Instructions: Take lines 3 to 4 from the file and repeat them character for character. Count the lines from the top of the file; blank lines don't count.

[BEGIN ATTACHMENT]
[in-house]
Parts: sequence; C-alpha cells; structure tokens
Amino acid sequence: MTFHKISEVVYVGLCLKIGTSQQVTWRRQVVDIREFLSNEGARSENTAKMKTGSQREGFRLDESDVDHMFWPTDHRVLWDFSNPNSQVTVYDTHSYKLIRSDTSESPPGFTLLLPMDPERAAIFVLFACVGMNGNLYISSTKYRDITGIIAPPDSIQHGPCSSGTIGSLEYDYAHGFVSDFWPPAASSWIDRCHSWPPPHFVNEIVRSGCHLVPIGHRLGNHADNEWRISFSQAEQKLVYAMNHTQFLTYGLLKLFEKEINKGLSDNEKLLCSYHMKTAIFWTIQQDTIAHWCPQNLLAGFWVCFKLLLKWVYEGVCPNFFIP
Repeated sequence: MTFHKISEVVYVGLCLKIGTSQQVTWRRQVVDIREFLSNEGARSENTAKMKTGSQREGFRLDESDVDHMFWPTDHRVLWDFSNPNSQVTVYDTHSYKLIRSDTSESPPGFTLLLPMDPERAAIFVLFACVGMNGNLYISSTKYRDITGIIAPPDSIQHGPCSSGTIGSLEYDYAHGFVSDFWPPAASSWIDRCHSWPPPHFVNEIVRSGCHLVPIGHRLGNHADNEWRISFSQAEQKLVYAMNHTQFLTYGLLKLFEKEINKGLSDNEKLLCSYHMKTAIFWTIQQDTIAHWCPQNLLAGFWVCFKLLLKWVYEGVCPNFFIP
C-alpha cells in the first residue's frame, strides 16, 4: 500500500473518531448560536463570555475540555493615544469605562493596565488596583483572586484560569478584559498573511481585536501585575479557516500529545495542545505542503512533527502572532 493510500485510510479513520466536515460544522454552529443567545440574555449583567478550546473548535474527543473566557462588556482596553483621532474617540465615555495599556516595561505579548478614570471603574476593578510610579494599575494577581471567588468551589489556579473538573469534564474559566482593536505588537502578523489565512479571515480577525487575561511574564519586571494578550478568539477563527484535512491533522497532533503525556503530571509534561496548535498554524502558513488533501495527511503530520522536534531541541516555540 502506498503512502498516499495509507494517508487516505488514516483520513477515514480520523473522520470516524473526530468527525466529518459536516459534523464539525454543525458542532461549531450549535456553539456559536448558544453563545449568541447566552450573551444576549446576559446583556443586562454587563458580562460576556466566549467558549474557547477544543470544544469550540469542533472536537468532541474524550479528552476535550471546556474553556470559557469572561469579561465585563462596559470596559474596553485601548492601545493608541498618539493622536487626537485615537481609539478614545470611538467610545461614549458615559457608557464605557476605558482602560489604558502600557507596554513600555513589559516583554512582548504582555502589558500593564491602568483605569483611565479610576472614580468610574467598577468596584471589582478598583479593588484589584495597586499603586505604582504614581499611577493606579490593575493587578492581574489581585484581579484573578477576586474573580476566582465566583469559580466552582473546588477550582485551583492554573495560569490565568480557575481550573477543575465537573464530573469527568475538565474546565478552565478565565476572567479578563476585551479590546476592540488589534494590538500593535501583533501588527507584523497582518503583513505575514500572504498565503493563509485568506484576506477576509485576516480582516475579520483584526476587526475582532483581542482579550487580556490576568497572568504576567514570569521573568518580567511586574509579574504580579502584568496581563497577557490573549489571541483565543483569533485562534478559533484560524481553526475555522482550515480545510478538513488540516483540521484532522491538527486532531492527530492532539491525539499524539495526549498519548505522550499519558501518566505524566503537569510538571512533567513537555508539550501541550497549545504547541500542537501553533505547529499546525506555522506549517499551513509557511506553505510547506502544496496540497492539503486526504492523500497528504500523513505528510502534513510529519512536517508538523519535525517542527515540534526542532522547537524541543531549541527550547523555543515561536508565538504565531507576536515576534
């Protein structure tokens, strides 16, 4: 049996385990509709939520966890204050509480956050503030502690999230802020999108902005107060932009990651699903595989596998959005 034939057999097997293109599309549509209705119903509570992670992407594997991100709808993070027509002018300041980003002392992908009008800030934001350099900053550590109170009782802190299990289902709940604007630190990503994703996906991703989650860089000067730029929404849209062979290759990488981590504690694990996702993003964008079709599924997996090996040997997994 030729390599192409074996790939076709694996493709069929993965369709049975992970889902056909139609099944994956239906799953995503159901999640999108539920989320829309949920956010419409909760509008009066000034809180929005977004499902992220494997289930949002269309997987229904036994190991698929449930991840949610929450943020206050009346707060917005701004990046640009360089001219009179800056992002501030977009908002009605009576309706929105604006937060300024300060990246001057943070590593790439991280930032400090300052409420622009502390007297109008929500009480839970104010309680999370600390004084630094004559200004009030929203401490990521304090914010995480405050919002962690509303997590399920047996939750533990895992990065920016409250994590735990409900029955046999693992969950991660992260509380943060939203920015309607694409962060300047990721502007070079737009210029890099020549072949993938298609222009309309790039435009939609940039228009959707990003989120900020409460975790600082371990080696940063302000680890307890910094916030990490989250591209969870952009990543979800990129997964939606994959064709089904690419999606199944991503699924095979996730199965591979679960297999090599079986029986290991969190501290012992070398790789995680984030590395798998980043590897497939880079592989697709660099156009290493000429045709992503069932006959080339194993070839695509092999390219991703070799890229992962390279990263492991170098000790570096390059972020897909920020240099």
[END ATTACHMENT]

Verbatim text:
Amino acid sequence: MTFHKISEVVYVGLCLKIGTSQQVTWRRQVVDIREFLSNEGARSENTAKMKTGSQREGFRLDESDVDHMFWPTDHRVLWDFSNPNSQVTVYDTHSYKLIRSDTSESPPGFTLLLPMDPERAAIFVLFACVGMNGNLYISSTKYRDITGIIAPPDSIQHGPCSSGTIGSLEYDYAHGFVSDFWPPAASSWIDRCHSWPPPHFVNEIVRSGCHLVPIGHRLGNHADNEWRISFSQAEQKLVYAMNHTQFLTYGLLKLFEKEINKGLSDNEKLLCSYHMKTAIFWTIQQDTIAHWCPQNLLAGFWVCFKLLLKWVYEGVCPNFFIP
Repeated sequence: MTFHKISEVVYVGLCLKIGTSQQVTWRRQVVDIREFLSNEGARSENTAKMKTGSQREGFRLDESDVDHMFWPTDHRVLWDFSNPNSQVTVYDTHSYKLIRSDTSESPPGFTLLLPMDPERAAIFVLFACVGMNGNLYISSTKYRDITGIIAPPDSIQHGPCSSGTIGSLEYDYAHGFVSDFWPPAASSWIDRCHSWPPPHFVNEIVRSGCHLVPIGHRLGNHADNEWRISFSQAEQKLVYAMNHTQFLTYGLLKLFEKEINKGLSDNEKLLCSYHMKTAIFWTIQQDTIAHWCPQNLLAGFWVCFKLLLKWVYEGVCPNFFIP